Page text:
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Natural grazing vs pastures and hay

From: Lanie

Dear Jessica, I have a strange question but this has been worrying me for some time. I try to keep my horses in as "natural" a way as possible. They spend most of their time in a large (bluegrass) pasture with a big shed for inclement weather. In the early spring I have to put them in stalls with small paddocks attached for at least two months as our pasture gets very wet and I know that the horses' hooves would destroy it if I turned them out on it then. My question is about the quality of our pasture grass and whether there is a way to make it more "natural". I have read that some weeds are actually good for horses, and that "natural grazing" would allow the horses to eat certain herbs that would make them more healthy. We keep the pasture mowed short, we pick up the manure, and every year, we re-seed any bare parts of our pasture. We have been using just the bluegrass seed, but could you recommend some herbs or "good weeds" that would add to the pasture "mix" and make it more healthy for our horses?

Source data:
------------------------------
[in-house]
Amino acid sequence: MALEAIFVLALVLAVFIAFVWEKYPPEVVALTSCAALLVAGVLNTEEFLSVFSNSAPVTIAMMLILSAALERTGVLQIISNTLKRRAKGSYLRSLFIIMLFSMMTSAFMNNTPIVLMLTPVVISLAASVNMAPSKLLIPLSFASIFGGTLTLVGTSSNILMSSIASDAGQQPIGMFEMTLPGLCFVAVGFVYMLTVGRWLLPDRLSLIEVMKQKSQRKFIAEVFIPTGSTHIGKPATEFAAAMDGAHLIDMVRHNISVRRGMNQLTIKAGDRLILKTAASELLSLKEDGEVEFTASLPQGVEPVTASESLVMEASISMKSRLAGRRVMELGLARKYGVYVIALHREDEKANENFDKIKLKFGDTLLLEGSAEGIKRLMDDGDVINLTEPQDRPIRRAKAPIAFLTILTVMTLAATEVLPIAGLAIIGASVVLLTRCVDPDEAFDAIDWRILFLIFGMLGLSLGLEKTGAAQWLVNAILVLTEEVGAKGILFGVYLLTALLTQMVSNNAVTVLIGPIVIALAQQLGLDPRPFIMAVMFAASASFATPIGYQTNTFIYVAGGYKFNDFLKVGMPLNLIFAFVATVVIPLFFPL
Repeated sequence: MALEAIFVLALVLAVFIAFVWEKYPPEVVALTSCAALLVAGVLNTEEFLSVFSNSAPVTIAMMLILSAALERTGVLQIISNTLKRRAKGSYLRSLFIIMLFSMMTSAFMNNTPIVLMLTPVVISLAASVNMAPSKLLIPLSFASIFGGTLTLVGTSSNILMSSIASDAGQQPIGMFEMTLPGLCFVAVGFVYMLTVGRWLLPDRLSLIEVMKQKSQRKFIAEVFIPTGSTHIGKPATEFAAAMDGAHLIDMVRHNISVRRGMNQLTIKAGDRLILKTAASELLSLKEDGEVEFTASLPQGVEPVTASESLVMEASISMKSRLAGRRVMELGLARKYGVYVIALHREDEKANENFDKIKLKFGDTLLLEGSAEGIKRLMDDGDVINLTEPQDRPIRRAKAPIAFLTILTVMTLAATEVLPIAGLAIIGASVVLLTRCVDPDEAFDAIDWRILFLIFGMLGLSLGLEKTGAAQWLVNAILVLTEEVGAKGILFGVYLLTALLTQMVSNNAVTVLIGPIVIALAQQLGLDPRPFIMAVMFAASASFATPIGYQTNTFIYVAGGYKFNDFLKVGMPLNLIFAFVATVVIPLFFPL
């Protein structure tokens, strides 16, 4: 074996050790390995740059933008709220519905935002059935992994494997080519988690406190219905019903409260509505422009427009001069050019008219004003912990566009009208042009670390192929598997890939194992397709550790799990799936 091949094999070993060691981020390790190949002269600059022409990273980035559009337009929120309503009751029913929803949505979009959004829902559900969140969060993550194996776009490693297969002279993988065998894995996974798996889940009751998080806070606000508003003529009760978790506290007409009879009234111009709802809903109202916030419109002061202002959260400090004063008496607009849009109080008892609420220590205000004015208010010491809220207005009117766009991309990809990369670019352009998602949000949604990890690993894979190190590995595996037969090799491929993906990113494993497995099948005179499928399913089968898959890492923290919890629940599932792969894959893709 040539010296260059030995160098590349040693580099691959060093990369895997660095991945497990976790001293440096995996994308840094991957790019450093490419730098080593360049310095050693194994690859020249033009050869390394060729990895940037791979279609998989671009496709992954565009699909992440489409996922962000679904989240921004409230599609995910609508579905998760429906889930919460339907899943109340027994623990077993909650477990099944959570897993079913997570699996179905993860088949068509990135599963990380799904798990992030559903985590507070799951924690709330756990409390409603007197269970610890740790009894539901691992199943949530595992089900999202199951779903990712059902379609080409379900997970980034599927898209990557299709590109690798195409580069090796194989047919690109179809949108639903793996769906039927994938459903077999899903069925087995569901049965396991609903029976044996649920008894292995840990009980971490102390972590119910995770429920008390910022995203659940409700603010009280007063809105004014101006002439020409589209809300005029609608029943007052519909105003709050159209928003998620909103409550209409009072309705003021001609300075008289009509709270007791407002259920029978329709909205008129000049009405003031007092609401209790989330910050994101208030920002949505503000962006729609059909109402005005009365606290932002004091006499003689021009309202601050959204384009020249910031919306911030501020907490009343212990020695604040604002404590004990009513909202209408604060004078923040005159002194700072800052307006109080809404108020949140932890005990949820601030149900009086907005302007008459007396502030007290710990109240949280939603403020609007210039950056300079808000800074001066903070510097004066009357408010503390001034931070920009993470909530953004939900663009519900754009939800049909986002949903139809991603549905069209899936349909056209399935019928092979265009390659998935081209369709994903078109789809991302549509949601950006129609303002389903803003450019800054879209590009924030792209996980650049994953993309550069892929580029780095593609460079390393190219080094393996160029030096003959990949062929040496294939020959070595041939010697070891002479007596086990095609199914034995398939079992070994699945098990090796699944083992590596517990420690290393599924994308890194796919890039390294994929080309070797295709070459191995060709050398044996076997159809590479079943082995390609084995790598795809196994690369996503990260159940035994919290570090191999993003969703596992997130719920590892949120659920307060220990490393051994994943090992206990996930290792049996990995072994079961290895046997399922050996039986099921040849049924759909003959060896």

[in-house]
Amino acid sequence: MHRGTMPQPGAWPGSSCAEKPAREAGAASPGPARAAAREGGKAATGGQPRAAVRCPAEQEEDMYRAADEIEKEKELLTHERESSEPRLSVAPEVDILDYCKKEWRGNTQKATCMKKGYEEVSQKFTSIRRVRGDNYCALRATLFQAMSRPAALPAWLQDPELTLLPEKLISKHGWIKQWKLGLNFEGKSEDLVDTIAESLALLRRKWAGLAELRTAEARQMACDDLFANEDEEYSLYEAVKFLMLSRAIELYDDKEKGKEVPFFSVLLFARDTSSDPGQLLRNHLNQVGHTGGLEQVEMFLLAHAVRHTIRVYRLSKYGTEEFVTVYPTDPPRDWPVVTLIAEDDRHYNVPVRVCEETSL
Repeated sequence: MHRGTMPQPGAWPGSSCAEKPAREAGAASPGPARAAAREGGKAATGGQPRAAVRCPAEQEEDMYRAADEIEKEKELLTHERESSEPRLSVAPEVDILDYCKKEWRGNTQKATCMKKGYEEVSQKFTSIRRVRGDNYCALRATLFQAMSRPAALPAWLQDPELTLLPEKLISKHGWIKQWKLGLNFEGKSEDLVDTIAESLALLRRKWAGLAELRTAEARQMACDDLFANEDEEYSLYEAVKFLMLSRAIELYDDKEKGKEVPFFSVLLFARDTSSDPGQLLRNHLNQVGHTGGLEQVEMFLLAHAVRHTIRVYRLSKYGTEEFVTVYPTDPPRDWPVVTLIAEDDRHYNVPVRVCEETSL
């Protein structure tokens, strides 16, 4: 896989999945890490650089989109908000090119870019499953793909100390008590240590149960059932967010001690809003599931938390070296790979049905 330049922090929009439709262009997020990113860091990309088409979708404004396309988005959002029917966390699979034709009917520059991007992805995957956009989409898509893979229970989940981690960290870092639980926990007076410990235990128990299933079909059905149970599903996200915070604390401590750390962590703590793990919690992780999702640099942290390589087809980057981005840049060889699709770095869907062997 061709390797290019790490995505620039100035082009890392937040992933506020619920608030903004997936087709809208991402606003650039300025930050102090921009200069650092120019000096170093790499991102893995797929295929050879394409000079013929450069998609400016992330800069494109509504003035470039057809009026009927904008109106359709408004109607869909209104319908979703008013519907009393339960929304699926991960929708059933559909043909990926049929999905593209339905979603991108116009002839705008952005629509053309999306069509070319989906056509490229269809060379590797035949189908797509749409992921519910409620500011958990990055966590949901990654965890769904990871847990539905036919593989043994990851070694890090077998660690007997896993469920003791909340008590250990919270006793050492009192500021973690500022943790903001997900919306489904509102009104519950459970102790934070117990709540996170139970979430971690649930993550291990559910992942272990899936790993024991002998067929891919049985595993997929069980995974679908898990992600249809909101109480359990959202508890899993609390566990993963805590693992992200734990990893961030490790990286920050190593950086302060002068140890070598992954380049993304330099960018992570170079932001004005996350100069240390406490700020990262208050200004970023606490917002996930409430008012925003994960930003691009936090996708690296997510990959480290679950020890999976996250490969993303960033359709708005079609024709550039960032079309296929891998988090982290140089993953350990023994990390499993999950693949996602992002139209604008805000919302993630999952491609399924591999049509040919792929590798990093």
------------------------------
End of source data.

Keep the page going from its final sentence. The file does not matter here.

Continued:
Thank you, your HORSE-SENSE service has helped me so many times before and I hope you can help me again.

Lanie


Hi Lanie! It sounds to me as though you are managing your pasture wonderfully, congratulations! And yes, there are ways of adding what vets are now calling "grazing herbs" to your horse's diet by planting them in your pasture. Some people like to do this themselves, seeking out the particular herbs that they want to offer their horses, but there is an easier way. You can get in touch with Equilite, Inc., a New York-based company that sells equine nutritional supplements. The company has a product line called "Sow Your Seeds". The toll-free telephone number is 1-800-942-5483.

Ask them about two different mixes: "Pasture Blend" can be mixed in with your grass seed when you reseed the pasture, and "Fence Line Mix" is made up of less hardy plants that need to be planted near the fence, where they'll be eaten but not stepped on.

Jessica

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